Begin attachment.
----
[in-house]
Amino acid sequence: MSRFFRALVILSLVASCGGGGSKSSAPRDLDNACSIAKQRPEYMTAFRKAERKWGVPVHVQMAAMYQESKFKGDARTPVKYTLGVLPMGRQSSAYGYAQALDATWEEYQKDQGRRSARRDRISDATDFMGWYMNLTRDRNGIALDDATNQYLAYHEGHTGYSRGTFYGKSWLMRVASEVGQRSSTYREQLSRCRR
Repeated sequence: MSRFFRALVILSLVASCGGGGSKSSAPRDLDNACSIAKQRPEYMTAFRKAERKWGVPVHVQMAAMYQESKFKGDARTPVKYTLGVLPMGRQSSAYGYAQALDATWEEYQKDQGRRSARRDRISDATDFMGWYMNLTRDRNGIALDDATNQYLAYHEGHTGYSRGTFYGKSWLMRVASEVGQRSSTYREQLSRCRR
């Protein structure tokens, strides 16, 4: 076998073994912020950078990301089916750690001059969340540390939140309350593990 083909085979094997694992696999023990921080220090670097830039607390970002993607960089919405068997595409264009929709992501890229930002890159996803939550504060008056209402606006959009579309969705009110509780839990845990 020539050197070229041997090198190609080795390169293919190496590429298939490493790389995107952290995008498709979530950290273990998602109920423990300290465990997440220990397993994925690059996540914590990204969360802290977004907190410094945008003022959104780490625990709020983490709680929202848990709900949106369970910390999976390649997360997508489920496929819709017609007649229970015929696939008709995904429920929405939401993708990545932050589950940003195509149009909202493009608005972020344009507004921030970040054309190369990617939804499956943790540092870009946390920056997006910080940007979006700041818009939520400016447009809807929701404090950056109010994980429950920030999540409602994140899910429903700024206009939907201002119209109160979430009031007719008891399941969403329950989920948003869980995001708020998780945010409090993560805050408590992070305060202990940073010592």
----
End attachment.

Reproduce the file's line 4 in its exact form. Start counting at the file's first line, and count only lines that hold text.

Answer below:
């Protein structure tokens, strides 16, 4: 076998073994912020950078990301089916750690001059969340540390939140309350593990 083909085979094997694992696999023990921080220090670097830039607390970002993607960089919405068997595409264009929709992501890229930002890159996803939550504060008056209402606006959009579309969705009110509780839990845990 020539050197070229041997090198190609080795390169293919190496590429298939490493790389995107952290995008498709979530950290273990998602109920423990300290465990997440220990397993994925690059996540914590990204969360802290977004907190410094945008003022959104780490625990709020983490709680929202848990709900949106369970910390999976390649997360997508489920496929819709017609007649229970015929696939008709995904429920929405939401993708990545932050589950940003195509149009909202493009608005972020344009507004921030970040054309190369990617939804499956943790540092870009946390920056997006910080940007979006700041818009939520400016447009809807929701404090950056109010994980429950920030999540409602994140899910429903700024206009939907201002119209109160979430009031007719008891399941969403329950989920948003869980995001708020998780945010409090993560805050408590992070305060202990940073010592």